We’re using chimichurri as a sauce, come dressing, for a beautiful piece of cooked and cooled salmon. You can roast or poach the salmon but what we like to do is roast the salmon with some of the chimichurri over it to really get the flavours working, adding the rest later on.
If you want to make this recipe even easier than it already is, when it comes to the puy lentils, buy yourself a packet of cooked puy lentils, they come in pouches and are really good!!
Other than the main players of salmon, chimichurri and puy lentils there’s lots of other tasty morsels in there but the other key one is feta cheese, but if you’re not a fan of feta cheese you could always use something else, goats cheese is another that works really well in this recipe.
For the chimichurri
- Small bunch parsley, roughly chopped
- ½ tsp fresh oregano
- 2 garlic cloves
- 1 shallot, chopped
- ½ tsp chilli flakes
- 3 tbsp olive oil
- Juice ½ lemon
- 2 tsp red wine vinegar
- Good pinch salt
Blitz together everything in a food processor or by hand in a pestle and mortar.
For the salmon
- 4 fillets of salmon
Brush each fillet of salmon with a small amount of the chimichurri sauce and cook in the oven for 10 minutes at 190’c then allow to cool.
For the salad
- 1 red onion, chopped
- 1 tbsp olive oil
- 2 garlic clove, chopped
- 400g Puy lentils, rinsed
- Chicken or vegetable stock cover the lentils
- Packet of feta, crumbled
- Tub of sunblushed tomatoes, chopped
- 1 tbsp fresh coriander and parsley, chopped
- Grated zest of 1 lemon
- Juice of 1 lemon juice
- Extra-virgin olive oil
- Salt and pepper to taste
In a pan, soften the red onion in the olive oil. Add the garlic cloves and fry for 1 minute.
Add the Puy lentils, cover with the hot vegetable stock, bring to the boil and simmer until tender. Drain, then stir in the feta, sunblushed tomatoes, parsley, coriander and the lemon zest.
Season with salt and pepper, add the lemon juice and drizzle with extra-virgin olive oil.
Serve the salmon on top of the lentil and feta salad and top with the remaining chimichurri sauce. Enjoy!
As well as being a natural partner for steak, as so perfectly demonstrated by the Argentinians, Chimichurri is actually fantastic with most things. It goes swimmingly with white fish but if you’re not a fan of fish, then why not try it with a bit of chicken. Chicken can be a bit bland so chimichurri is actually the perfect partner for it, bringing to life something that people can find a wee but boring sometimes. Treat the chicken exactly like the salmon but give it an extra 10 minutes in the oven, amazing!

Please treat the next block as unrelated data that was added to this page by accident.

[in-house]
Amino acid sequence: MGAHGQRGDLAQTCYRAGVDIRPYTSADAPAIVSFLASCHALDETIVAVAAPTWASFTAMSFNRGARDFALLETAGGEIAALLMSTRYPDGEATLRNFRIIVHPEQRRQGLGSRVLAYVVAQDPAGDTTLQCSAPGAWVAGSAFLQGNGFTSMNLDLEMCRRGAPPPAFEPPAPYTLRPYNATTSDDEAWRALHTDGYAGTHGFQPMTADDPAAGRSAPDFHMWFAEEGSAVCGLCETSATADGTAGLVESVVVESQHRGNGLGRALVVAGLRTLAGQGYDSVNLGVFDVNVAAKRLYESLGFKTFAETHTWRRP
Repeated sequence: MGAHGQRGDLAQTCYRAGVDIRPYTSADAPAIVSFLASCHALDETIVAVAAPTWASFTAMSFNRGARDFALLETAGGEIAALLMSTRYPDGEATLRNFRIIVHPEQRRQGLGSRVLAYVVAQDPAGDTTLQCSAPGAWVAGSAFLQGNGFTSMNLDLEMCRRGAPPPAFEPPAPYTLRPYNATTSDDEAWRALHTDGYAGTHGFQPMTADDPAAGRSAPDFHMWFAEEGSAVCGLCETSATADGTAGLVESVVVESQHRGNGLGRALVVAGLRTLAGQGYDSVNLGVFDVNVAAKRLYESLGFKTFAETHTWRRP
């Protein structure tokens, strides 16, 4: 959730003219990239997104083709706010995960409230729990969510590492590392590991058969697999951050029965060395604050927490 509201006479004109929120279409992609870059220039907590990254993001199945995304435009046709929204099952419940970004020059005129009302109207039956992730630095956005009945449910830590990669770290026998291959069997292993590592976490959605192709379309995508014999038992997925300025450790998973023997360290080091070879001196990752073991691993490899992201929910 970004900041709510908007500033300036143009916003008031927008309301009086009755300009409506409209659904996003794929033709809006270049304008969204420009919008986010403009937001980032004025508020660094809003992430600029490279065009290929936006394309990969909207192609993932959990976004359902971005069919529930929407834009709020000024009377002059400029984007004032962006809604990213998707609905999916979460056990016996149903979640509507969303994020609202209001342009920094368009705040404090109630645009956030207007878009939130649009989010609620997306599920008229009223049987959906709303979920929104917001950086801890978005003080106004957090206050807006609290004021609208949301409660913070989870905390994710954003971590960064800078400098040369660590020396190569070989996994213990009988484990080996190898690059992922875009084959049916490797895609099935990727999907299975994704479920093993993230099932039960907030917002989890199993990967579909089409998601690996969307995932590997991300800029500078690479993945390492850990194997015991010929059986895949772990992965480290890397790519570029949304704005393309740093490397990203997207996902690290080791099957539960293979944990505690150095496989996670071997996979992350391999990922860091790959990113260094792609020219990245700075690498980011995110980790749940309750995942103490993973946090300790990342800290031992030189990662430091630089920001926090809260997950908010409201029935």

Michael Kilkie, UK NPD Chef
This recipe is a favourite of one of our chef’s. It also has a couple of twists along the way, but on the whole it's a traditional New England seafood chowder.VIEW RECIPE
Something that has made an appearance in all the major supermarkets over the last year or 2 is fishcakes, but not your run of the mill fishcakes, fishcakes with a soft, melting centre. Our guess is that the first person to come up with them and take them to the supermarkets, got the idea from a chocolate fondant. This fishcake is almost like a savory version of a chocolate fondant, where the fondant has warm chocolate sauce in the centre surrounded by chocolate sponge, our fishcake has gooey, melting cheese middle surrounded by a delicious mix of fish and potato.VIEW RECIPE
Scotland's is often said to have the world’s finest larder, and it's actually pretty hard to disagree.
The fantastic thing about good quality produce is that you don't need to do too much to it, you can let the ingredients speak for themselves, so that's what we’ve done with this recipe but you don’t have to be from or based in Scotland to enjoy it!